New Evidence Postpones Trial For Truck Driver Charged in June 2015 Crash That Killed 6 Peopleby Jana Ritter - Published: 6/20/2017
New blood test evidence discovered by the defense has postponed the highly publicized trial of the Kentucky truck driver charged with killing six people in a deadly Tennessee interstate crash that occurred in June 2015.
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Benjamin Brewer, 41, was set to stand trial Monday in Hamilton County Criminal Court but the judge has postponed the trial and dismantled the out-of-county jury after the defense team discovered evidence they claim prosecutors knew was helpful to Brewer and did not disclose. On the night of the crash, Brewer gave blood samples that tested positive for methamphetamine but what the defense didn’t know until last week, was that the Tennessee Bureau of Investigation had also sent the sample to a federal facility for testing. Those test results indicated "half of the amounts of meth initially reported by the TBI," said the defense motion. The defense also said the state never provided the results of the second test, which is legally required.
Judge Don Poole granted the defense motion to postpone the trial agreeing that the evidence is relevant and potentially helpful to Brewer. "It certainly is relevant. One of the critical issues is impairment that resulted in a horrible crash and took the life of six and the injury of others," said Judge Poole during Monday’s hearing. But while he agreed that prosecutors did know about the retest, the judge determined prosectors did not "willfully" suppress the evidence.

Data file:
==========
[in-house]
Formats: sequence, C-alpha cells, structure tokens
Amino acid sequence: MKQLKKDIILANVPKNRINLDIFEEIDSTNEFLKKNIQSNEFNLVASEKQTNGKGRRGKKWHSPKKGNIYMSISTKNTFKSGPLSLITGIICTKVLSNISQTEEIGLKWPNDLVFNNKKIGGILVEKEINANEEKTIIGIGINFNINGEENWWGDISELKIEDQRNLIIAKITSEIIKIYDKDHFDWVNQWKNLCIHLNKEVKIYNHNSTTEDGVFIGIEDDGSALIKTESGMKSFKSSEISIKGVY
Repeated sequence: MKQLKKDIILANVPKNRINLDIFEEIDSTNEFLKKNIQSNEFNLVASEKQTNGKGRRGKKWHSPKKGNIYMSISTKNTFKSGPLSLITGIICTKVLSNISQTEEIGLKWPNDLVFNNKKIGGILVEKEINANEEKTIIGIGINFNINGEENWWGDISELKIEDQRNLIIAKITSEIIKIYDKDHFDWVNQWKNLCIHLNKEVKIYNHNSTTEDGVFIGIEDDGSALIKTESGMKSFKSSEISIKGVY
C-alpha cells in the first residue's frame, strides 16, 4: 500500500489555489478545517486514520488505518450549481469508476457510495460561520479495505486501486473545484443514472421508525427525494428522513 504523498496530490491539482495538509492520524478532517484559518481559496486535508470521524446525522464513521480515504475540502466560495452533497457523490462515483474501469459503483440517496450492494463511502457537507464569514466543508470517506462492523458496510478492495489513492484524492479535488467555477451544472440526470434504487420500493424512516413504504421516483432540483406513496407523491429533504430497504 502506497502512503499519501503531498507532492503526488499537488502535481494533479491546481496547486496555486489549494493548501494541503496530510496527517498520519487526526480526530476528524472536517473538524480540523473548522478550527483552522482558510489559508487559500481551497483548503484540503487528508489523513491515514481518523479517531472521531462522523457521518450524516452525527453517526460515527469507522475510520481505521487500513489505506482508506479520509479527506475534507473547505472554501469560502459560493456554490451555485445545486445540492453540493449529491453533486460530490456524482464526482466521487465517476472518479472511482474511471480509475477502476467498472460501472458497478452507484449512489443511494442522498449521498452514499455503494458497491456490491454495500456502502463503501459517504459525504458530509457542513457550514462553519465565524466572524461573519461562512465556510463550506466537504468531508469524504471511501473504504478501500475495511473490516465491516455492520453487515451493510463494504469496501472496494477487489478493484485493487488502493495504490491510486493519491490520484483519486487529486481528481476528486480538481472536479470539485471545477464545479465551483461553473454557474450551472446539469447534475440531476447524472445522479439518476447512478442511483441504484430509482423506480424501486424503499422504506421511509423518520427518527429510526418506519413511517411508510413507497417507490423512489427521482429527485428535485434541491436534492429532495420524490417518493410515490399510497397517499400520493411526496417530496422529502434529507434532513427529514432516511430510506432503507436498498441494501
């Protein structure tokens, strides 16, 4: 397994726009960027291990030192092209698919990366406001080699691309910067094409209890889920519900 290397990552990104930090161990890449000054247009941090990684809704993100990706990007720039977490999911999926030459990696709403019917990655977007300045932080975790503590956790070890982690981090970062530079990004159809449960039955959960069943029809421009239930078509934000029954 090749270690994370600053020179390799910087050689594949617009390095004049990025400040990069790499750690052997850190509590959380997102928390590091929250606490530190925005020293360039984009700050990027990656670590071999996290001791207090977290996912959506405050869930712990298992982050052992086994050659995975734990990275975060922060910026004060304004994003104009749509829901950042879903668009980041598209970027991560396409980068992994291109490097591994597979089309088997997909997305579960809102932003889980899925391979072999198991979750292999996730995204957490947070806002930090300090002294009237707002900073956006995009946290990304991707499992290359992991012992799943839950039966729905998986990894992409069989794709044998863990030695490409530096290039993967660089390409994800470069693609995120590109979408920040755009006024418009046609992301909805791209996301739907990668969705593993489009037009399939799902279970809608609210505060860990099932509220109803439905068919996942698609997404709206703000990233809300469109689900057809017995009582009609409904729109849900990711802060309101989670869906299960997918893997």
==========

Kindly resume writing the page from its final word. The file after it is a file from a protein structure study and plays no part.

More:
Brewer is facing 13 charges that include six counts of vehicular homicide, four counts of reckless aggravated assault, one count of driving under the influence, violation of motor carrier regulations and speeding. Prosecutors allege the truck driver was high on methamphetamine on June 25, 2015 and had been driving well over the federal limits without rest when he came upon slowed traffic on I-75 and failed to stop. Instead, he plowed into the traffic causing a nine vehicle chain-reaction crash that killed six people and injured several others.
Although Brewer’s original blood sample tested positive for meth, the defense argues that the retested sample showing half the amount of meth questions the validity of the original test results and whether or not he was actually impaired at the time of the crash. The defense has also argued that Brewer and his then girlfriend were treated unfairly at the scene being held in police cars, being forced to take sobriety tests, having their bags searched and items illegally seized. The defense had also submitted a video into evidence where an officer reads Brewer his rights yet says he’s not under arrest.
"I thought I wasn't under arrest," Brewer says.
"You're not under arrest, okay? But since you're being detained, you're not allowed to leave right now. I want to read you your rights, so you know what your rights are,” the officer replies.
The couple was let go that night but were arrested several days later after officials tracked them down in Kentucky. Both sides will appear in court again Wednesday to discuss new trial dates.